The Court of Appeal dismissed the appeal. It stated the fact of being in a wretchedly unhappy marriage was not a ground for divorce under English law. There was no such thing as a “no-fault” divorce on demand, even though the modern treatment of unopposed conduct petitions made under the Matrimonial Causes Act 1973 s.1(2)(b) might suggest otherwise. Where a conduct petition was contested, courts had to apply the objective test in section 1(3) to the subjective elements of the marriage to establish whether a petitioner could reasonably be expected to live with a respondent. In this case, the court held Mrs Owen’s allegations were flimsy and fell short of what was required to justify the granting of a divorce.
Ramifications of the decision
The Court of Appeal’s decision caused a plethora of articles and comments, both in the media and in the family law arena. Many called for the abolition of fault-based divorce petitions which demand a party prove adultery, unreasonable behaviour, or desertion. Scotland is ahead of England and Wales in its approach; it allows divorce after one year of separation. Indeed, with today’s life-expectancy (50 years married is a long time if you cannot stand your spouse) and societies more liberal attitudes towards cohabitation and same-sex marriage, it seems almost Victorian that people have to prove to a court they have grounds to end their marriage.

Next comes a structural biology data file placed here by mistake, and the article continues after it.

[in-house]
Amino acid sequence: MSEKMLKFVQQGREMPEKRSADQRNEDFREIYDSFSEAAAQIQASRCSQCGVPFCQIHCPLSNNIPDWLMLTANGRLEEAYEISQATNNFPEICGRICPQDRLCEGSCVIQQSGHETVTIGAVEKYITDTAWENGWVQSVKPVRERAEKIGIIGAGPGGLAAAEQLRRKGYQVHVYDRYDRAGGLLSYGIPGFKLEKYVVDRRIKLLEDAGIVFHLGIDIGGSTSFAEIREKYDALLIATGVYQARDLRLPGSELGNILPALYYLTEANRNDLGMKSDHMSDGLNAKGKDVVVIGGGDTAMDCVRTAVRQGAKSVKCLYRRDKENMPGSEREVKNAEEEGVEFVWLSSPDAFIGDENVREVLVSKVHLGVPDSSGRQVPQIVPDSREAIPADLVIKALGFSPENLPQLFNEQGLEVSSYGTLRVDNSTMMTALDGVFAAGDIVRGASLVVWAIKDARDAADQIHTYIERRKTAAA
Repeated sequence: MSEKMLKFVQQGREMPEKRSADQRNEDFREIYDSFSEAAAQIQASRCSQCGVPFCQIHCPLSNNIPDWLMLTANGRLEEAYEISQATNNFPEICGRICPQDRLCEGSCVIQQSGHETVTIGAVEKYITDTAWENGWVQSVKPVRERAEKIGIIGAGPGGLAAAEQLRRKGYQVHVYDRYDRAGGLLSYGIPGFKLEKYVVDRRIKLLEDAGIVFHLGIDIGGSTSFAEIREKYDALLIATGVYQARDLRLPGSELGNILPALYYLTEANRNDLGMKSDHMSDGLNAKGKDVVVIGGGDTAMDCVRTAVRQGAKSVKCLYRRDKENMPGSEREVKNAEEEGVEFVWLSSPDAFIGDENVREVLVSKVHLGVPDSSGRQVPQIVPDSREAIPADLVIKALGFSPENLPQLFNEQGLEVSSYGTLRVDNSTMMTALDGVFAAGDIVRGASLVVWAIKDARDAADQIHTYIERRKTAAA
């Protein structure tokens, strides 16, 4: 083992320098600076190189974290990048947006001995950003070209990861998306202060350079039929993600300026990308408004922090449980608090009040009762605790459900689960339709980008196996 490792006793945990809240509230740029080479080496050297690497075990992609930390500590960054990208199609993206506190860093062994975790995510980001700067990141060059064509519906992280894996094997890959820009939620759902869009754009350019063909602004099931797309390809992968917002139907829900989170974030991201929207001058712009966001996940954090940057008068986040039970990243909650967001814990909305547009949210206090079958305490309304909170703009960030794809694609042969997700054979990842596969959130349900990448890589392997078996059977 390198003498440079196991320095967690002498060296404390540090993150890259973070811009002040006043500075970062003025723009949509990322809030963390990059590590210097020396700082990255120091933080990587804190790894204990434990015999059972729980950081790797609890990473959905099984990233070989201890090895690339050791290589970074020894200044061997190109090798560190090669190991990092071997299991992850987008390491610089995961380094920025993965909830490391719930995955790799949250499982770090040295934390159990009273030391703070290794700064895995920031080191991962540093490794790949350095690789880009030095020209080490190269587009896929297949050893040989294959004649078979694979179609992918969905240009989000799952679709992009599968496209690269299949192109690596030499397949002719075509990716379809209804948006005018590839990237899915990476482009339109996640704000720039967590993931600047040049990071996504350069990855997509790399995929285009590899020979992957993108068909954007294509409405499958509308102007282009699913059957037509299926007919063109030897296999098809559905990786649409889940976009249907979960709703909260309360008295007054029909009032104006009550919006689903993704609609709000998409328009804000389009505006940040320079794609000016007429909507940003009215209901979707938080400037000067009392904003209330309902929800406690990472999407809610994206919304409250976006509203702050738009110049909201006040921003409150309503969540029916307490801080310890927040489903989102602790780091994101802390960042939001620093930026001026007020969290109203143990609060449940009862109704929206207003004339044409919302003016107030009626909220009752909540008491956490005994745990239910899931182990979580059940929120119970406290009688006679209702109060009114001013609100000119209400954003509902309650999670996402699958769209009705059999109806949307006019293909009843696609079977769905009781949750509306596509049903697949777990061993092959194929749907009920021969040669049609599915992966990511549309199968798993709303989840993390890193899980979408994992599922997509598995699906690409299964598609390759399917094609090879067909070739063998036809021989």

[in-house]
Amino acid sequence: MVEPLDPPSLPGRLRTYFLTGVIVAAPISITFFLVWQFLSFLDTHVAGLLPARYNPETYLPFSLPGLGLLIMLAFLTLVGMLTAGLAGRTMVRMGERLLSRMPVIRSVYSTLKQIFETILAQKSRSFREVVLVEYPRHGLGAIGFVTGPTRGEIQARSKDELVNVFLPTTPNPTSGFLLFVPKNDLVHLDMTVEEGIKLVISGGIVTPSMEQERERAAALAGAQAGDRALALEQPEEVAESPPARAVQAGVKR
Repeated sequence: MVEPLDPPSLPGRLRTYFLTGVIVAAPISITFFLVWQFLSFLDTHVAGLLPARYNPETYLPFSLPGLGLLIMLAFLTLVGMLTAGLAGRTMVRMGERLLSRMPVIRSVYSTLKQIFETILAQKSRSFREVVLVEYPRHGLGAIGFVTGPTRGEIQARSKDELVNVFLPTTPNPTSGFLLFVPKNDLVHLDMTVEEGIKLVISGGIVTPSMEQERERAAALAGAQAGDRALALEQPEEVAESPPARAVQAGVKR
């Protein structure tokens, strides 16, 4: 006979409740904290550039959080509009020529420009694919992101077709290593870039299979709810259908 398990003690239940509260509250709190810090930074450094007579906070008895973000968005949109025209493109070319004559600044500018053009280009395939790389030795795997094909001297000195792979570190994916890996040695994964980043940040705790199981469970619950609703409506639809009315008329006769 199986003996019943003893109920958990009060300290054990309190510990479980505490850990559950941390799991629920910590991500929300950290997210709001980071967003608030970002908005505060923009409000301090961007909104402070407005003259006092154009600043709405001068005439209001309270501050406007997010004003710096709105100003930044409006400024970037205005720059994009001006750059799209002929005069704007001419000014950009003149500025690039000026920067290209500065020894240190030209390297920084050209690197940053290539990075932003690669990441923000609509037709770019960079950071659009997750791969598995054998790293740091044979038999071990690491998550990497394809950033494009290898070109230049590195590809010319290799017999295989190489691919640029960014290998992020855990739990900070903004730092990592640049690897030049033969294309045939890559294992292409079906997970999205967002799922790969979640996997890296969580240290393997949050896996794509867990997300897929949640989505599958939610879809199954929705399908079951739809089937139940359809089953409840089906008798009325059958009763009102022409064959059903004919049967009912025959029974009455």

What happens next
Mrs Owens was granted permission to take her case to the Supreme Court and we are awaiting the decision. She is supported by the family law organisation, Resolution, who are campaigning for the end to fault-based divorce. The organisation stated:
“Resolution supported Mrs Owen’s application to appeal so welcome the Supreme Court’s decision to hear her case which has significant implications for the future of divorce law in England and Wales.
“In today’s modern society, it should not be the case that someone is being forced to stay in a marriage she does not want to be part of and is now having to go to the highest court.
“Mrs Owens’ case highlights why divorce law in the UK needs to change. We need to reduce conflict and support separating couples to resolve matters amicably, rather than forcing them to play a blame game where one or both of them thinks the marriage is over. The simple fact is that this case should not have been necessary, and only by implementing a no-fault divorce system can we ensure such a situation doesn’t happen again.
“Support for no-fault divorce is growing, from family law professionals, the public and politicians. Whether it’s before or after the case is heard by the Supreme Court, the Government needs to take urgent action to bring our outdated divorce laws up to date and ensure that Mrs Owens’ experience is not repeated.”
If the Supreme Court upholds the decision of the Court of Appeal, Mrs Owens will have to wait until she is separated for five years, at which point she can apply for a divorce without her husband’s consent.
Rosie Bracher are specialist family law solicitors based in Barnstaple. If you require caring, confidential information about any issues raised in this blog, please phone us on 01271 314 904 to make an appointment.